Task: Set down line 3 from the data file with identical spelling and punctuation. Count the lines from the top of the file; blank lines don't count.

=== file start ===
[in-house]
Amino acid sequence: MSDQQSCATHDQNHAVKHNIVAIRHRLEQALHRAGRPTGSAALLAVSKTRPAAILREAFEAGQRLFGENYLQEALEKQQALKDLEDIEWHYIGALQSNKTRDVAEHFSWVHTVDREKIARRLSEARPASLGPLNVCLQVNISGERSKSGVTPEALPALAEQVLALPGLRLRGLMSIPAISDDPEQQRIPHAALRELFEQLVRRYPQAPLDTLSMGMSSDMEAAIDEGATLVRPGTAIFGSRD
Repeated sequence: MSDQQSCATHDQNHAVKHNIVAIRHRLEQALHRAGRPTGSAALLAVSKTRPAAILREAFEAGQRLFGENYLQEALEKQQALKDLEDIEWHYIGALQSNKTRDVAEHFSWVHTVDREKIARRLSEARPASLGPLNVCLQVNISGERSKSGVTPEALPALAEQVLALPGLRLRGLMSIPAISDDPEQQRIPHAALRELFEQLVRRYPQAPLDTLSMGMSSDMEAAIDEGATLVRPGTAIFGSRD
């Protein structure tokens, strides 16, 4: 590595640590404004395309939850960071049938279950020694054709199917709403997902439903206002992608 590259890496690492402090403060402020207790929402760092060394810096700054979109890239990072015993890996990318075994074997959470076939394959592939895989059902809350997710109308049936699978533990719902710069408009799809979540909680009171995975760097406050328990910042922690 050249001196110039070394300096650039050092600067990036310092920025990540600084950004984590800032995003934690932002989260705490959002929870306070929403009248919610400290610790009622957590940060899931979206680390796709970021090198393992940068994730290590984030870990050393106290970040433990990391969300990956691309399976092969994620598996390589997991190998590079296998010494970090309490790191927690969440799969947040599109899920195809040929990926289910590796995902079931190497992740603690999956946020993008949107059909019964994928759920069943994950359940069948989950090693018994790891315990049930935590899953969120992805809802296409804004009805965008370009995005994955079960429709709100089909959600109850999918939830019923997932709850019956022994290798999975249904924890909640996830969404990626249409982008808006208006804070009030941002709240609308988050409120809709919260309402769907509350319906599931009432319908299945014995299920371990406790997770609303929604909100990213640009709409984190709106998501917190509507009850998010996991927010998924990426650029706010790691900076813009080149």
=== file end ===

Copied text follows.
Repeated sequence: MSDQQSCATHDQNHAVKHNIVAIRHRLEQALHRAGRPTGSAALLAVSKTRPAAILREAFEAGQRLFGENYLQEALEKQQALKDLEDIEWHYIGALQSNKTRDVAEHFSWVHTVDREKIARRLSEARPASLGPLNVCLQVNISGERSKSGVTPEALPALAEQVLALPGLRLRGLMSIPAISDDPEQQRIPHAALRELFEQLVRRYPQAPLDTLSMGMSSDMEAAIDEGATLVRPGTAIFGSRD